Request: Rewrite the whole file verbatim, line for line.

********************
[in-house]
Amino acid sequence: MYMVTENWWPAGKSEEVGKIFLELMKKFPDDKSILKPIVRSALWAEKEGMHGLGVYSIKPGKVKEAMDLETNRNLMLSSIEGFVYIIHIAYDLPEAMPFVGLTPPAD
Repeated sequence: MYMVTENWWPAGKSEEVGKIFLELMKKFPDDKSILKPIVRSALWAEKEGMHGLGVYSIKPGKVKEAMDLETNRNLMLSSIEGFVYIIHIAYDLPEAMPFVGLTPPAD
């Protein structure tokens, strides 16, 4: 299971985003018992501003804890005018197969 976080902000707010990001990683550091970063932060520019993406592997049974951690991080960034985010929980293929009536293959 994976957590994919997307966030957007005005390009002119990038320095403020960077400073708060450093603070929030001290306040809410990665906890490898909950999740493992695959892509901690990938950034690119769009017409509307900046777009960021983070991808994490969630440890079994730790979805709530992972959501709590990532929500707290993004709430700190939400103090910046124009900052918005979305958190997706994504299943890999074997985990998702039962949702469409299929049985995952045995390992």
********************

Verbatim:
[in-house]
Amino acid sequence: MYMVTENWWPAGKSEEVGKIFLELMKKFPDDKSILKPIVRSALWAEKEGMHGLGVYSIKPGKVKEAMDLETNRNLMLSSIEGFVYIIHIAYDLPEAMPFVGLTPPAD
Repeated sequence: MYMVTENWWPAGKSEEVGKIFLELMKKFPDDKSILKPIVRSALWAEKEGMHGLGVYSIKPGKVKEAMDLETNRNLMLSSIEGFVYIIHIAYDLPEAMPFVGLTPPAD
């Protein structure tokens, strides 16, 4: 299971985003018992501003804890005018197969 976080902000707010990001990683550091970063932060520019993406592997049974951690991080960034985010929980293929009536293959 994976957590994919997307966030957007005005390009002119990038320095403020960077400073708060450093603070929030001290306040809410990665906890490898909950999740493992695959892509901690990938950034690119769009017409509307900046777009960021983070991808994490969630440890079994730790979805709530992972959501709590990532929500707290993004709430700190939400103090910046124009900052918005979305958190997706994504299943890999074997985990998702039962949702469409299929049985995952045995390992």